– Absolutely. By bringing in 20 more people, and greatly increasing potential income, we were creating a media where there was no limit to the amount of advertising you could sell, we were broadcasting 16 hours each day. We were combining different mediums and methods of reporting. I am positive that this is how the media will develop.
/// Viewer ratings never met expectations though?
– Viewer ratings for the NFS TV station alone were not high, that is true. But you have to take into consideration that for the first six months the station only reached 30 percent of the nation. If you look at the lowest ratings, you will see that 6-10,000 people were watching the station. But if you combine the 12-14 percent listener ratings for [the radio station] Talstöðin, broadcasting the same program, the 30,000 people who watched the web-TV, the 40,000 people who visit visir.is, and the news on [the popular radio station] Bylgjan and that we provided news for [the daily newspaper] Fréttablaðið; if you take all these things into consideration, then viewer ratings can never reflect them. Overall, this news station was providing most Icelanders with their news.
/// It seems as if there is a high employee turnover at 365 Media. Is that the case?
– Well, I don’t know how it is overall, but on NFS, it was not very high. We took in a lot of new people, and we put an effort into training them, we trained the first group of journalists who specialised in stand-alone media journalism, where people are responsible for the whole production process of the news story. But 365 Media is a young company that is still going through a development phase. It has been trying to establish the right size and identity. During such times, it is natural to a higher than average employee turnover. The nature of the company also encourages a high employment turnover. In a company like this one, there is no constant. The culture you try to create is a culture of constant change, where you try to keep the company in constant development, constantly trying out new ideas to see if they work, and let them pass if they don’t and continue if they do.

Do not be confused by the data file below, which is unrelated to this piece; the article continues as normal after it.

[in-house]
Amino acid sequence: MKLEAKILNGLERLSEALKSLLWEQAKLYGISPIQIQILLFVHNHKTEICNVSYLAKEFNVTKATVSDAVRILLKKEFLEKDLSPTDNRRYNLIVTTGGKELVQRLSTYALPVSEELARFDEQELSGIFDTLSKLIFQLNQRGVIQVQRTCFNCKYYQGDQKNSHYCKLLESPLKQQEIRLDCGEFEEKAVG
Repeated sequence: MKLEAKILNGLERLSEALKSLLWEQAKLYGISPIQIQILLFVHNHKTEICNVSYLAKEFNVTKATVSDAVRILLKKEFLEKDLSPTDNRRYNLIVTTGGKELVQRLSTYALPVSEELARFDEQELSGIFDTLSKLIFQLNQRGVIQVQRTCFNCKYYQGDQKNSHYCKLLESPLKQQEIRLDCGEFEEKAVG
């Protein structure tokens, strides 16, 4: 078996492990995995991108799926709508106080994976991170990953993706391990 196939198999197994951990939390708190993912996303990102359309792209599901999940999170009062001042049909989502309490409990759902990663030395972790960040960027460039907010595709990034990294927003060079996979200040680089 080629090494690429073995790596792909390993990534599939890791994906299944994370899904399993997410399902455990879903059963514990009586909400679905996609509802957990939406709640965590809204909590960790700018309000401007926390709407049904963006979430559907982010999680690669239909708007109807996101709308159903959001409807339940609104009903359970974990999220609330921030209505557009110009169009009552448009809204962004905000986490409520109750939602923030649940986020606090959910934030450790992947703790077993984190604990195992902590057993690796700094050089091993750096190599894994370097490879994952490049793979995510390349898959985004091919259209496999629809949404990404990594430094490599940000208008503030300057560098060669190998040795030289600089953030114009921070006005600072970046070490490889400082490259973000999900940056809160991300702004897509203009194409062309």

/// I’ve heard employees of 365 Media complain about this in particular, that ideas are not given enough of an opportunity to develop, such as perhaps NFS?
– Experience shows that these people’s complaints are reasonable. You need stamina to maintain this culture. You have to be sure that you have fully put the idea to the test before you discard it. It is the basic premise for this model that things have been fully tried, and I think this is where 365 Media went off track.
/// Then isn’t “the culture of constant change” backfiring?
– Yes, if people don’t know the premises behind it, and don’t work in accordance with it, then it will inevitably backfire. Either you are this sort of company that I described, or you are like [the daily newspaper]Morgunblaðið, where you have to go back decades to see the changes made to the paper.
/// So, what went wrong? Did the management lack the courage to keep going?
– It lacked the stamina to keep it going. I created a budget plan for the company, which I followed in detail. We also had a revenue plan, which I did not create. Both these plans were presented to the management and accepted. Then obviously, the revenue plan did not hold water.
/// Doesn’t that simply mean that the business model was not realistic?